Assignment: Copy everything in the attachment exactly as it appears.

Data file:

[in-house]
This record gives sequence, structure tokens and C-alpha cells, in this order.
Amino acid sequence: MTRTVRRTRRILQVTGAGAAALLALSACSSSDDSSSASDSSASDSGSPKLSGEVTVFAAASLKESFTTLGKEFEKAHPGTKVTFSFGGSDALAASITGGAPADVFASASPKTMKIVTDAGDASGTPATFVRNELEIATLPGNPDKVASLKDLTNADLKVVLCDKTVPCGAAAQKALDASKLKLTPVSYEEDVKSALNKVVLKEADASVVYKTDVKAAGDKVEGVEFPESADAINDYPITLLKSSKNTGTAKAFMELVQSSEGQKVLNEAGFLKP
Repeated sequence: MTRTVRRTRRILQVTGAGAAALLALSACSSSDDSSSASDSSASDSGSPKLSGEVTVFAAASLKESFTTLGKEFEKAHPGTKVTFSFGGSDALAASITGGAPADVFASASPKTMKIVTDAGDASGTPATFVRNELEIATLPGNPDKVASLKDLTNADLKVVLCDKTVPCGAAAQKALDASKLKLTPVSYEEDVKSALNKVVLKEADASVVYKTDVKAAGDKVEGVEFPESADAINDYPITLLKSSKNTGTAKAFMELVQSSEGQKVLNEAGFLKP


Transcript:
[in-house]
This record gives sequence, structure tokens and C-alpha cells, in this order.
Amino acid sequence: MTRTVRRTRRILQVTGAGAAALLALSACSSSDDSSSASDSSASDSGSPKLSGEVTVFAAASLKESFTTLGKEFEKAHPGTKVTFSFGGSDALAASITGGAPADVFASASPKTMKIVTDAGDASGTPATFVRNELEIATLPGNPDKVASLKDLTNADLKVVLCDKTVPCGAAAQKALDASKLKLTPVSYEEDVKSALNKVVLKEADASVVYKTDVKAAGDKVEGVEFPESADAINDYPITLLKSSKNTGTAKAFMELVQSSEGQKVLNEAGFLKP
Repeated sequence: MTRTVRRTRRILQVTGAGAAALLALSACSSSDDSSSASDSSASDSGSPKLSGEVTVFAAASLKESFTTLGKEFEKAHPGTKVTFSFGGSDALAASITGGAPADVFASASPKTMKIVTDAGDASGTPATFVRNELEIATLPGNPDKVASLKDLTNADLKVVLCDKTVPCGAAAQKALDASKLKLTPVSYEEDVKSALNKVVLKEADASVVYKTDVKAAGDKVEGVEFPESADAINDYPITLLKSSKNTGTAKAFMELVQSSEGQKVLNEAGFLKP